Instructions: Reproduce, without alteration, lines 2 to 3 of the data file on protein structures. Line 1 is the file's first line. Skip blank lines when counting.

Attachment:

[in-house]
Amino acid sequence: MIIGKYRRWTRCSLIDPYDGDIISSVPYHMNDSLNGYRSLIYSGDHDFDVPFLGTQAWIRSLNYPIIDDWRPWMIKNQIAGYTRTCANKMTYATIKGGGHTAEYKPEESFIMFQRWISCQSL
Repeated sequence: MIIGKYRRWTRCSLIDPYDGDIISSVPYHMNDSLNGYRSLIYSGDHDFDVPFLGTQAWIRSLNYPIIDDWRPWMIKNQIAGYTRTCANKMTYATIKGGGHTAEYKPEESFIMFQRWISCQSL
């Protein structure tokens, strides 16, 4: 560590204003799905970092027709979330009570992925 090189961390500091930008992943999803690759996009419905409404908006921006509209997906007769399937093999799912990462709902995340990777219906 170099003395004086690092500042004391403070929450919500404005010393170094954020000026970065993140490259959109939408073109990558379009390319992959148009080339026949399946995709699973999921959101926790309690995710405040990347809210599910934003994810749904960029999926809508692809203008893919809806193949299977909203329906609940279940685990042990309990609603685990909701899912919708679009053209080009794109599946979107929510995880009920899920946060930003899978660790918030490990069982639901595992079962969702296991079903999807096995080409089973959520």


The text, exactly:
Amino acid sequence: MIIGKYRRWTRCSLIDPYDGDIISSVPYHMNDSLNGYRSLIYSGDHDFDVPFLGTQAWIRSLNYPIIDDWRPWMIKNQIAGYTRTCANKMTYATIKGGGHTAEYKPEESFIMFQRWISCQSL
Repeated sequence: MIIGKYRRWTRCSLIDPYDGDIISSVPYHMNDSLNGYRSLIYSGDHDFDVPFLGTQAWIRSLNYPIIDDWRPWMIKNQIAGYTRTCANKMTYATIKGGGHTAEYKPEESFIMFQRWISCQSL